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When Dementia Knocks

    A university employee stopped at the dementia simulation house the other day to deliver something. He seemed to have some curiosity as to what this project is all about, and we chatted for a bit.

    He told me that his dad, who has dementia, doesn’t even try to pay attention to conversations anymore.

    He looks at the ceiling. He fiddles with the buttons on his shirt. He sticks his tongue out.

    Every once in while, he responds. It’s typically “yes” or “no.” Sometimes he will ask a question on a topic unrelated to the conversation.

    “So how are the Bears doing?’”

    “Did you ever get to go fishing this weekend?”

    The man told me that he wondered if it was even worth visiting his dad at the nursing home.

    I talked a bit about the dementia brain, how it struggles to block out distractions, how it tires easily, how it struggles to process language and come up with an appropriate response.

    I pulled out our simulation gear to give him a quick demo of how the dementia brain interprets sensory information.

    “I get it,” he said. “It’s not that there’s nothing going on in there. It’s that there’s too much going on.”

    It was an Oprah-worthy a-ha moment.

    He realized the environment his dad was in (a communal area at a nursing home) wasn’t ideal for a visit. He wasn’t setting his dad up for success.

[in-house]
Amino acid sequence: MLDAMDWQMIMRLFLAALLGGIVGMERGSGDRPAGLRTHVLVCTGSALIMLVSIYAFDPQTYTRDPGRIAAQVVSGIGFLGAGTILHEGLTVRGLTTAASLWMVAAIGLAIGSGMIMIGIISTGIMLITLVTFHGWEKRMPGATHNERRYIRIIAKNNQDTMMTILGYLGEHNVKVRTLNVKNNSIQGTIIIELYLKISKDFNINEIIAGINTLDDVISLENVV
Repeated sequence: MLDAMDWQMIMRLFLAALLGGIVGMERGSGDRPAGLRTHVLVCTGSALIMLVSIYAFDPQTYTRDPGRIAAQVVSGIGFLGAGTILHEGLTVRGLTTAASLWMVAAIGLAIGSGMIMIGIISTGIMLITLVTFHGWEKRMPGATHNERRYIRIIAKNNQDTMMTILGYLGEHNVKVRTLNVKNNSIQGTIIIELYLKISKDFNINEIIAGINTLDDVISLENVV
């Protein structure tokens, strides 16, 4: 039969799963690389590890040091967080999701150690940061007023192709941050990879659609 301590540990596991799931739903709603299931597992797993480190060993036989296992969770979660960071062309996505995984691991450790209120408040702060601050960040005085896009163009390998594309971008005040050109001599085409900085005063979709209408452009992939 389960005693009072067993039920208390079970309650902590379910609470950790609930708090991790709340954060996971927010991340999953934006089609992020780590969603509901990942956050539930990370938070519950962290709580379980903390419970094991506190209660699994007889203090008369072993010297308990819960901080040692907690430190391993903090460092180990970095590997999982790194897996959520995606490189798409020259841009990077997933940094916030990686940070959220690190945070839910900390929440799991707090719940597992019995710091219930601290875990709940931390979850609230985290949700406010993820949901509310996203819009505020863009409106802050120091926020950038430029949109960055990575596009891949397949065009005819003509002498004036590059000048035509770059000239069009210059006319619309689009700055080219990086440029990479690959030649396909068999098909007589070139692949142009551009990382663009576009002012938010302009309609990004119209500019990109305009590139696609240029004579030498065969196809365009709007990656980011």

There was too much going on. Another family having a conversation. A few random grandchildren running around. Another resident watching a TV in the corner.

    His dad’s brain couldn’t prioritize the “important” sights and sounds. He became overloaded with info his brain struggled to process, and he shut down.

    After I visited with this man for a few minutes, I realized he really did get.

    We talked about a new plan for visits.

    Maybe 1 or 2 people should visit at a time, rather than 5 or 6.

    Perhaps it’s okay if visits are shorter because the dementia brain tires easily.

    It might be a good idea to just sit quietly for a while. Not every moment has to be filled with conversation.

    If your dad wants to talking fishing, you talk fishing. It doesn’t matter if it’s football season or not, talk about the Bears.

    He left seemingly more positive about future visits with his dad.

    You can’t cure dementia, but you can try to set people up for success.